ECONOMY

Government seeking to tame energy prices

Mitsotakis call to Russian PM Mishustin focuses on getting better deal for natural gas imports

government-seeking-to-tame-energy-prices

Among the multifaceted effects of the pandemic the government is struggling with, spiking energy prices are far from the least of its concerns.

Prime Minister Kyriakos Mitsotakis on Wednesday called his Russian counterpart, Mikhail Mishustin, and energy was at the forefront of the discussion. Mitsotakis invoked a possible bilateral agreement to cut the price of natural gas imported from Russia. It is not at the moment known what Russia’s position is.

Greece fills about half of its demand for natural gas with imports from Russia. Natural gas from Azerbaijan and liquefied natural gas (LNG) imported from Algeria, Egypt and Qatar are also major sources.

More than half of the natural gas consumed in Greece is used by industry, especially the electricity-generating sector. This makes the recent rises in natural gas prices affect almost every sector and is reflected as widely as in the prices of basic grocery goods or household power consumption.

The price of a megawatt-hour of electricity has risen 857.62% compared to last year, that is, more than nine times over. And while power providers have been made to provide large discounts to households, this severely impacts their bottom line. Given that we are still at the start of winter, the government is looking for ways to tame energy-induced inflation.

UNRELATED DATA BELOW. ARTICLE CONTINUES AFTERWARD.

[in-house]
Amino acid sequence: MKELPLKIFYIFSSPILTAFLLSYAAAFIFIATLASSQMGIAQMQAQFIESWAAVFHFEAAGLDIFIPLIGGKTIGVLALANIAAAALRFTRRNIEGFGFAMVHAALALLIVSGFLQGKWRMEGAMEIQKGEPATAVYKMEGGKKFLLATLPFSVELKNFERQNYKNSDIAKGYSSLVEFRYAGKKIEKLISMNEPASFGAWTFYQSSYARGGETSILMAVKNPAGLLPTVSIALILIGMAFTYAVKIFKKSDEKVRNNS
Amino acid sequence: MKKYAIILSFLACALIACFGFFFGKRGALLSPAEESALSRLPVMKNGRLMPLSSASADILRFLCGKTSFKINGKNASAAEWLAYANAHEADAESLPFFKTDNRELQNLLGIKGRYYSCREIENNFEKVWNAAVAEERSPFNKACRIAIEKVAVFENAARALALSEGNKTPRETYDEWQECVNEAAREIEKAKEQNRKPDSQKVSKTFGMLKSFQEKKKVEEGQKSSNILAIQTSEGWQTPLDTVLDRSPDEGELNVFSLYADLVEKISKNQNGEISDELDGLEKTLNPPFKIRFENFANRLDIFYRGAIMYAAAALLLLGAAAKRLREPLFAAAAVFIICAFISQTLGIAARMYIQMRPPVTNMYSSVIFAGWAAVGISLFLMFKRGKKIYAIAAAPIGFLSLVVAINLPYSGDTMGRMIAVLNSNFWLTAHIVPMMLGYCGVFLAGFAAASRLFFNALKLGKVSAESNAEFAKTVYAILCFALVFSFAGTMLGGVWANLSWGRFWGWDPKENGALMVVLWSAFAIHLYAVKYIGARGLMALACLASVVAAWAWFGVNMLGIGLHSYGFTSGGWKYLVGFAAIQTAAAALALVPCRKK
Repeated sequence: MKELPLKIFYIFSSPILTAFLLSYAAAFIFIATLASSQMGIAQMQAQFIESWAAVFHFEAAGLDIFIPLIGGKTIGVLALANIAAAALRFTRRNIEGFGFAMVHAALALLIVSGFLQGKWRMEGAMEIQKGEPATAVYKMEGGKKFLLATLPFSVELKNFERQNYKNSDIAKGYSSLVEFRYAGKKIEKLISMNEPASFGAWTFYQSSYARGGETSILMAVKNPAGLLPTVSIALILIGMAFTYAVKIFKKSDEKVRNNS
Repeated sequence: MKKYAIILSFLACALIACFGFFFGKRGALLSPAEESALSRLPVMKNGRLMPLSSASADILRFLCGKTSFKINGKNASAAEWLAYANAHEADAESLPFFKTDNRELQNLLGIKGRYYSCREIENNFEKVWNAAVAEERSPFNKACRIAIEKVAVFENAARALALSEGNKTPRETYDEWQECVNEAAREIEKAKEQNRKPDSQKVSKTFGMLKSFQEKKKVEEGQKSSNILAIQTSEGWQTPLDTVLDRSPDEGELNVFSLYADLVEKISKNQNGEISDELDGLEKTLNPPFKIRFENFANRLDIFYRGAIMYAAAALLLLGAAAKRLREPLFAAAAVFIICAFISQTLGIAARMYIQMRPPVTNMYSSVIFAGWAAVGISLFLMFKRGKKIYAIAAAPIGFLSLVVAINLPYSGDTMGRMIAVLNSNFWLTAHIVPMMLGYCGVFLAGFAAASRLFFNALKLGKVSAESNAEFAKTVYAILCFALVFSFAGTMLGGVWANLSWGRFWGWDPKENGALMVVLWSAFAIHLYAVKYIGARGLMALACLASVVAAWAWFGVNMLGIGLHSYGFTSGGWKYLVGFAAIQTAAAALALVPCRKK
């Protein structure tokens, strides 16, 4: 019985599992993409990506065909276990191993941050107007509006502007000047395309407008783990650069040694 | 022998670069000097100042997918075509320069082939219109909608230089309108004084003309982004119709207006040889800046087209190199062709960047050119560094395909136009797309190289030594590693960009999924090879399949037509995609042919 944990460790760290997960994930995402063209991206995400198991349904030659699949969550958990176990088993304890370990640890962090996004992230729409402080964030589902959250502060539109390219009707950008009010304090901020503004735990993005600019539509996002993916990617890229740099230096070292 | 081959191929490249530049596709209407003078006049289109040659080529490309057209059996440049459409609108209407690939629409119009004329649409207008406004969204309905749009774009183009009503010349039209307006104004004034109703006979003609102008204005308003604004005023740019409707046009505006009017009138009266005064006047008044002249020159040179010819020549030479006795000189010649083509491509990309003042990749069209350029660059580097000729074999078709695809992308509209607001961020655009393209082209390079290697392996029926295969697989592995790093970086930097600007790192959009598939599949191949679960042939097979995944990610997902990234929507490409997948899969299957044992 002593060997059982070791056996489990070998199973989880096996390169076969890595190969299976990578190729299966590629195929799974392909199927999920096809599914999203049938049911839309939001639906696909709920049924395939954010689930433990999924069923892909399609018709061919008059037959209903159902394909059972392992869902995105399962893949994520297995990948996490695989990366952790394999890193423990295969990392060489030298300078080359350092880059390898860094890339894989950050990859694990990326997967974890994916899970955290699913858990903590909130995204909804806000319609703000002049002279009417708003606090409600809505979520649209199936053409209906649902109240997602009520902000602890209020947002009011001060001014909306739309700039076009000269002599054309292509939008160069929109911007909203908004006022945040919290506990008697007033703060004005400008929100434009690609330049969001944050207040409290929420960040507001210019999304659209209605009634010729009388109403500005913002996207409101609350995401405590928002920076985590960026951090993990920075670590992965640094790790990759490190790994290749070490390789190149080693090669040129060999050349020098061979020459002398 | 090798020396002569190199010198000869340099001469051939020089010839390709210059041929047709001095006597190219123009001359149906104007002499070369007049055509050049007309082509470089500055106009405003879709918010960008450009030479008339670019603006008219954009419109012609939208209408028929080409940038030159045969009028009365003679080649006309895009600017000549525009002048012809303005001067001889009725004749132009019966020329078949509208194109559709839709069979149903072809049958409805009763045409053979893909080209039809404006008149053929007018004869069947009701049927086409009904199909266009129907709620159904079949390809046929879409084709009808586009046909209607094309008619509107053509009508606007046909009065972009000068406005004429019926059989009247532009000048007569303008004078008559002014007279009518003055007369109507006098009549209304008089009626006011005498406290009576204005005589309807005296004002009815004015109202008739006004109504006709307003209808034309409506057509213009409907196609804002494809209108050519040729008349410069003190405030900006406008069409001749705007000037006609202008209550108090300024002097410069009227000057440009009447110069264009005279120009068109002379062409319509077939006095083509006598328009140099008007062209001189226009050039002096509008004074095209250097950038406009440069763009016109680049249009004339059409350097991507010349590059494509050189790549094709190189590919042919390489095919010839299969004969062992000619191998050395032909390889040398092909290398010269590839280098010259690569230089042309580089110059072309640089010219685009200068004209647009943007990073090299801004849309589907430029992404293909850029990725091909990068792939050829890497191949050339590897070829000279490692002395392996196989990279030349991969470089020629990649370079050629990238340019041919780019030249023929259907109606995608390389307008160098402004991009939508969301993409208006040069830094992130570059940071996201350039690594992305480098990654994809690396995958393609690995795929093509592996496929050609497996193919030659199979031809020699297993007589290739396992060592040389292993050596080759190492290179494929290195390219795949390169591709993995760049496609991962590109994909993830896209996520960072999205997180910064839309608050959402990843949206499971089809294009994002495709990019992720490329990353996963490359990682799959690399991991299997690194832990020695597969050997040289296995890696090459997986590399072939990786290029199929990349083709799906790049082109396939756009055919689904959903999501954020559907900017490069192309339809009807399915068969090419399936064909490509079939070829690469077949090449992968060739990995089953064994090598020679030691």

While talks at the highest political level are ongoing, and Mitsotakis having raised the matter when he met with Russian President Vladimir Putin at the Black Sea resort of Sochi a couple of weeks ago, DEPA Commercial, the main gas importer, is already in talks with Greece’s main supplier, Russia’s Gazprom, over a 2022 supply contract at the best possible price.

Mitsotakis and Mishustin also discussed closer cooperation in the tourism sector and the implementation of a common action program for 2022-24 agreed with Putin.

Also yesterday, Mitsotakis met in his office with the United Arab Emirates’ Minister of Industry and Advanced Technology Dr Sultan Ahmed Al Jaber to discuss investment and economic cooperation prospects.

Soon after New Year’s, the government will moreover have to deal with other effects of the pandemic that also impact the economy. Officials are already considering shorter opening hours for catering and more work from home, while trying to avoid any sort of lockdown, which some experts consider inevitable.